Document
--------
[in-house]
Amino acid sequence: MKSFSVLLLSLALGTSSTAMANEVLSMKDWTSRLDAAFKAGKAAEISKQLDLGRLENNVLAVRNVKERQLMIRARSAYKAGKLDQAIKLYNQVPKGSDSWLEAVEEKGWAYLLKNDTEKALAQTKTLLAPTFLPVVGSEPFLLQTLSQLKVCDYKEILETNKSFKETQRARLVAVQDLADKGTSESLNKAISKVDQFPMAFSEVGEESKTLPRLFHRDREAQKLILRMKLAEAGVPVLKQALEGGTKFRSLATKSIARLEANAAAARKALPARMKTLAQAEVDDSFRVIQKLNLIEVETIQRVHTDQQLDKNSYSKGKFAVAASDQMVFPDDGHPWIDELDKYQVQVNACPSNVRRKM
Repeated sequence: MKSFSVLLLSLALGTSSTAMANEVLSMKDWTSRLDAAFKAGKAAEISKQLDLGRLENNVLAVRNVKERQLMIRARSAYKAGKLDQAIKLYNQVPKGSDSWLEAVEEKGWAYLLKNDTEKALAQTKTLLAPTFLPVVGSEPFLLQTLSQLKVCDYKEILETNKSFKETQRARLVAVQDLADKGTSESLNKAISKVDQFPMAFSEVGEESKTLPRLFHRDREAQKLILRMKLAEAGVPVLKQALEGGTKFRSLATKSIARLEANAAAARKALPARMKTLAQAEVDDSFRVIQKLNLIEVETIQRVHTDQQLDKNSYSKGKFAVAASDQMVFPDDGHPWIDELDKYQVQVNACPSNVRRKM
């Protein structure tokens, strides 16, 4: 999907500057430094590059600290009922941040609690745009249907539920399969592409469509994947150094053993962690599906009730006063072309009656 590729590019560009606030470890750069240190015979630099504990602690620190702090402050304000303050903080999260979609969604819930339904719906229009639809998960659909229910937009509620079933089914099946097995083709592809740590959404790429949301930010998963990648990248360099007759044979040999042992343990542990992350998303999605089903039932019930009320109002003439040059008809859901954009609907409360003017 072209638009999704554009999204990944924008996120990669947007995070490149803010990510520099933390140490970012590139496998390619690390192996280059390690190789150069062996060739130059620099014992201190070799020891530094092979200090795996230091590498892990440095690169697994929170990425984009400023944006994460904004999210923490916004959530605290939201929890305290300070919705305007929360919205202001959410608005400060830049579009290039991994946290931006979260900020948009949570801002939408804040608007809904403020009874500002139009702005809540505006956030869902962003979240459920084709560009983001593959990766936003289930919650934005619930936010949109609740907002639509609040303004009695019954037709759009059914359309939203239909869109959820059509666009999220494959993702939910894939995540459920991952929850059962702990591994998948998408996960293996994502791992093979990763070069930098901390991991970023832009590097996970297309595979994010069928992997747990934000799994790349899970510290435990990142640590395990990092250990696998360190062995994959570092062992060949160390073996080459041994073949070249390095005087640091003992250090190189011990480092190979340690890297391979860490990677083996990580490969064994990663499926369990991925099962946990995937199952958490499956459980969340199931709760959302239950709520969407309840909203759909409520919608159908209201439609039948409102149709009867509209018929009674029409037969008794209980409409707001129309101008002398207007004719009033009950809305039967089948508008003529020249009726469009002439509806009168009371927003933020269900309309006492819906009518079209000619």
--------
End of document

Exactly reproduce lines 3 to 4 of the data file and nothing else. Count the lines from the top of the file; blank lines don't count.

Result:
Repeated sequence: MKSFSVLLLSLALGTSSTAMANEVLSMKDWTSRLDAAFKAGKAAEISKQLDLGRLENNVLAVRNVKERQLMIRARSAYKAGKLDQAIKLYNQVPKGSDSWLEAVEEKGWAYLLKNDTEKALAQTKTLLAPTFLPVVGSEPFLLQTLSQLKVCDYKEILETNKSFKETQRARLVAVQDLADKGTSESLNKAISKVDQFPMAFSEVGEESKTLPRLFHRDREAQKLILRMKLAEAGVPVLKQALEGGTKFRSLATKSIARLEANAAAARKALPARMKTLAQAEVDDSFRVIQKLNLIEVETIQRVHTDQQLDKNSYSKGKFAVAASDQMVFPDDGHPWIDELDKYQVQVNACPSNVRRKM
């Protein structure tokens, strides 16, 4: 999907500057430094590059600290009922941040609690745009249907539920399969592409469509994947150094053993962690599906009730006063072309009656 590729590019560009606030470890750069240190015979630099504990602690620190702090402050304000303050903080999260979609969604819930339904719906229009639809998960659909229910937009509620079933089914099946097995083709592809740590959404790429949301930010998963990648990248360099007759044979040999042992343990542990992350998303999605089903039932019930009320109002003439040059008809859901954009609907409360003017 072209638009999704554009999204990944924008996120990669947007995070490149803010990510520099933390140490970012590139496998390619690390192996280059390690190789150069062996060739130059620099014992201190070799020891530094092979200090795996230091590498892990440095690169697994929170990425984009400023944006994460904004999210923490916004959530605290939201929890305290300070919705305007929360919205202001959410608005400060830049579009290039991994946290931006979260900020948009949570801002939408804040608007809904403020009874500002139009702005809540505006956030869902962003979240459920084709560009983001593959990766936003289930919650934005619930936010949109609740907002639509609040303004009695019954037709759009059914359309939203239909869109959820059509666009999220494959993702939910894939995540459920991952929850059962702990591994998948998408996960293996994502791992093979990763070069930098901390991991970023832009590097996970297309595979994010069928992997747990934000799994790349899970510290435990990142640590395990990092250990696998360190062995994959570092062992060949160390073996080459041994073949070249390095005087640091003992250090190189011990480092190979340690890297391979860490990677083996990580490969064994990663499926369990991925099962946990995937199952958490499956459980969340199931709760959302239950709520969407309840909203759909409520919608159908209201439609039948409102149709009867509209018929009674029409037969008794209980409409707001129309101008002398207007004719009033009950809305039967089948508008003529020249009726469009002439509806009168009371927003933020269900309309006492819906009518079209000619």